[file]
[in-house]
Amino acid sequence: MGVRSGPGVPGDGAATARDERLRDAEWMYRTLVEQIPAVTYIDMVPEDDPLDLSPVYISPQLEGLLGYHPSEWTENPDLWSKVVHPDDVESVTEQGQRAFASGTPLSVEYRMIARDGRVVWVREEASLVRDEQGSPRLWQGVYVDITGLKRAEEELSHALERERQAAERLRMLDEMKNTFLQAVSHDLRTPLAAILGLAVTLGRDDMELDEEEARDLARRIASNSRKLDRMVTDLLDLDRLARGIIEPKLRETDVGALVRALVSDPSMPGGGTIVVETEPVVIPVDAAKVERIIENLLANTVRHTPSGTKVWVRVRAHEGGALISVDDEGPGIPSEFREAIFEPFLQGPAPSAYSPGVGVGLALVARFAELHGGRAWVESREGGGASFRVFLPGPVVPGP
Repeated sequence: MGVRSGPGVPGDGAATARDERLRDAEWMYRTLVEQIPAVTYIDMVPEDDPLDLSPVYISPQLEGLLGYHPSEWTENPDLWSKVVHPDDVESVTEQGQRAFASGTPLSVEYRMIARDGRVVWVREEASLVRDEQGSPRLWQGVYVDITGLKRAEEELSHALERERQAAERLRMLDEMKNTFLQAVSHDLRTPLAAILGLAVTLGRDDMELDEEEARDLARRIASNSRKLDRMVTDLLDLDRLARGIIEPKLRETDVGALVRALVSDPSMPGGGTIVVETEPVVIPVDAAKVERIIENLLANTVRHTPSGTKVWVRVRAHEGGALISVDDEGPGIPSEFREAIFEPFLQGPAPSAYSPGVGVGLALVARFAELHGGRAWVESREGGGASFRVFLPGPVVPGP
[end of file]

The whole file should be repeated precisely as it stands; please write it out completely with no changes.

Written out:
[in-house]
Amino acid sequence: MGVRSGPGVPGDGAATARDERLRDAEWMYRTLVEQIPAVTYIDMVPEDDPLDLSPVYISPQLEGLLGYHPSEWTENPDLWSKVVHPDDVESVTEQGQRAFASGTPLSVEYRMIARDGRVVWVREEASLVRDEQGSPRLWQGVYVDITGLKRAEEELSHALERERQAAERLRMLDEMKNTFLQAVSHDLRTPLAAILGLAVTLGRDDMELDEEEARDLARRIASNSRKLDRMVTDLLDLDRLARGIIEPKLRETDVGALVRALVSDPSMPGGGTIVVETEPVVIPVDAAKVERIIENLLANTVRHTPSGTKVWVRVRAHEGGALISVDDEGPGIPSEFREAIFEPFLQGPAPSAYSPGVGVGLALVARFAELHGGRAWVESREGGGASFRVFLPGPVVPGP
Repeated sequence: MGVRSGPGVPGDGAATARDERLRDAEWMYRTLVEQIPAVTYIDMVPEDDPLDLSPVYISPQLEGLLGYHPSEWTENPDLWSKVVHPDDVESVTEQGQRAFASGTPLSVEYRMIARDGRVVWVREEASLVRDEQGSPRLWQGVYVDITGLKRAEEELSHALERERQAAERLRMLDEMKNTFLQAVSHDLRTPLAAILGLAVTLGRDDMELDEEEARDLARRIASNSRKLDRMVTDLLDLDRLARGIIEPKLRETDVGALVRALVSDPSMPGGGTIVVETEPVVIPVDAAKVERIIENLLANTVRHTPSGTKVWVRVRAHEGGALISVDDEGPGIPSEFREAIFEPFLQGPAPSAYSPGVGVGLALVARFAELHGGRAWVESREGGGASFRVFLPGPVVPGP